When I wrote a recent post about nepotism, I received a lot of feedback – particularly on my Facebook page – from people defending hiring family members. It’s true that family-run businesses have a great track record. In my defense I did mention that I’m not 100% against hiring your children, plus I wrote that “In many cases, certain family members are doing excellent work.” In fact, I love it when my children help me in my own business. However, in retrospect, the post came off as
Although nearly every church, ministry, or non-profit client I’ve ever known hires their family, I always urge caution when doing it. Sure – there’s nothing we’d all like better than to hire our spouse, children, or other relatives. The idea of a “family company” sounds great. But in truth, it doesn’t work as well as you think. Entrepreneur Guy Kawasaki is direct and too the point, but worth listening to when he says:
You might think this post is about reality TV stars, but if so you’ll be disappointed. It’s about the families of some pastors and ministry leaders. For a generation, many Christian broadcasters, ministry leaders, and pastors have been obsessed with the issue of family succession. Obviously, it would be nice if our children followed us into our work. Having a strong and loving family is a wonderful thing, and I think it’s a powerful expression of our witness to the world. However,
Childhood is about creativity, and the more young people encounter new experiences, the better off they’ll be as adults. But on the other hand, every parent fears for a child who gets lost in the options, and simply ambles through life with no direction or purpose. Someone similar to what Pulitzer Prize–winning playwright David Mamet wrote: “Who does not know the thirty-year-old described by his parents as ‘still searching for himself’? By forty, this person is, by his parents, generally not described at all, for to do so would be either to skirt or to employ the term ‘bum.’” A great life doesn’t happen by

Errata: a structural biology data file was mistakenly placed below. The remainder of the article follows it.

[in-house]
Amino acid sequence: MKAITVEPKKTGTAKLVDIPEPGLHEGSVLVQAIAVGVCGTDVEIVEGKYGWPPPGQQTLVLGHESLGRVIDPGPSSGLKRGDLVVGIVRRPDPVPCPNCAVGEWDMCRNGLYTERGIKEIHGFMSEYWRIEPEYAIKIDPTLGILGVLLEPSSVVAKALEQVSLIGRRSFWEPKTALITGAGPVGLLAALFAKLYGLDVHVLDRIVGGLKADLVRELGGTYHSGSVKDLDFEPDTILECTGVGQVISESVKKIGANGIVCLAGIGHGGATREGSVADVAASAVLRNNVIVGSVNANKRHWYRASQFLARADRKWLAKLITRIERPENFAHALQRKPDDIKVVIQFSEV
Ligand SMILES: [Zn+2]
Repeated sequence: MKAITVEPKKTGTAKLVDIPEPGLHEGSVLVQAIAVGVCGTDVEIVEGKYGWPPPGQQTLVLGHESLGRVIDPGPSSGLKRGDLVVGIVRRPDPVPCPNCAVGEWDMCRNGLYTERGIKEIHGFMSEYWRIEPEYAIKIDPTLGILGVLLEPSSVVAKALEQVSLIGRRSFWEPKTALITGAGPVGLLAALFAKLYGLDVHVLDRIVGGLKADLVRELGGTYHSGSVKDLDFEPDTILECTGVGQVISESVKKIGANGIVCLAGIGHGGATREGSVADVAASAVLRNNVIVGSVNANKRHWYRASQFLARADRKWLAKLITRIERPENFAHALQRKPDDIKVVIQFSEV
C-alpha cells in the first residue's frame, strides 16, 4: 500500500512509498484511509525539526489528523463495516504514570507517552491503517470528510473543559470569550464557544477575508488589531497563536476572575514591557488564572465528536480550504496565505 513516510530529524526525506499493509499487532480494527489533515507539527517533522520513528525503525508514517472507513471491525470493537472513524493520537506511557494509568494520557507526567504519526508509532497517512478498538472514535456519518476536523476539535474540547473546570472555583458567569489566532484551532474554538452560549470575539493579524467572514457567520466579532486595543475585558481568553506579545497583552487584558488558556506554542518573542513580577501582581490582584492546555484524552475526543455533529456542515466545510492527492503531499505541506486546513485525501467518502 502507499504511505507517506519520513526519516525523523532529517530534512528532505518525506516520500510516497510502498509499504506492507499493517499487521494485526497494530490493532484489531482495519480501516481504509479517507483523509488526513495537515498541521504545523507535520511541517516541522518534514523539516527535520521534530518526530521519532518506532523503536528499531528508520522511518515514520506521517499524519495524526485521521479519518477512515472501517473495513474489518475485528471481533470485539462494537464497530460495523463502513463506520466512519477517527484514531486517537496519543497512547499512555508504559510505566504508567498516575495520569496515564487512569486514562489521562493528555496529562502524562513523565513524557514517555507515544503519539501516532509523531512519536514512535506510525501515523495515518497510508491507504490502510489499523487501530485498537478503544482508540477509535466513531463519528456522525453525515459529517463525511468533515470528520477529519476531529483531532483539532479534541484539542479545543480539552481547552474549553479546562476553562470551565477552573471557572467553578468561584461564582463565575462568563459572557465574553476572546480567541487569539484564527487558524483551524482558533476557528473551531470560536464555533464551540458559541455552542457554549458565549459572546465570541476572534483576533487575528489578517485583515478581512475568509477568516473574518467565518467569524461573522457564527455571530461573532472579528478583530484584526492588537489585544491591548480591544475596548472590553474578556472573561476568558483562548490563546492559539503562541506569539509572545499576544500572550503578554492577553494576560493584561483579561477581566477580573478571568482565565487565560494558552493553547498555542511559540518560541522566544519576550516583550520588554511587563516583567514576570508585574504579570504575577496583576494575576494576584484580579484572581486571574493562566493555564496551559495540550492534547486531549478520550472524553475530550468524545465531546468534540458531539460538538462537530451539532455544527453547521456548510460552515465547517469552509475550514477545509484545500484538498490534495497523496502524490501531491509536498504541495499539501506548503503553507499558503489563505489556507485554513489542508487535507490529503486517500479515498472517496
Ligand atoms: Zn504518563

I was recently interviewed by a news organization about the idea that “G” or “PG” movies – or movies that are essentially more conservative politically make more money at the box office. While I’m not a researcher, and it’s a complex issue, I thought you might be interested in my thoughts on the matter. Here’s my response to the question from the reporter. I would love to know your reaction to the argument:
I’ll never forget when one of my wife’s best friends had a baby. She was a dedicated career woman, who decided after a few nervous months at home that she would hire a nanny so she could go back to work and resume her career. Everything seemed fine for a while, until one day she came home from work to hear the excited nanny cry out in joy, “Guess what? Today the baby walked for the first time! You should have seen it!” At that moment, the mom froze in horror. For the first time since her baby’s birth, she realized that by going back to work, all the “firsts” in her child’s life would be experienced by someone else. That jolt was like an explosion. She dropped her briefcase, called her boss, immediately resigned from her job, and never
Although it might be hard to believe, sexuality and nudity is actually going down in movies today. And a number of Christian organizations are taking the credit. Some raise money based on telling the public they work in Hollywood “consulting” the studios, and others say they boycott or apply pressure from the outside. I don’t need to mention them, but they jump to the forefront when statistics indicate that sexuality in movies have dropped over the last number of years, and are the first in line to take credit. But the truth is, that’s bunk. Want to know the real reason movies don’t show as much nudity and sexuality as they used to?
Television use is now at an all time high in the United States. In a typical home, the TV is now turned on for 8 hours and 18 minutes per day, and is actually being viewed more than 4 of those hours. By comparison, the average American gets only 6 hours, 40 minutes of sleep every night! That much time viewing television has consequences. With kids, more than 170 studies going back over 28 years have concluded that
I started to call this “Why Nepotism Kills Organization” because I feel so strongly about it. First, let me get this out of the way: Everyone wants to hire their family. Especially in a small, close knit operation – or a family business – it’s completely natural. There’s nothing wrong with the desire to help your own family out in the business. There’s nothing I would like better than to be able to help my own children through my work.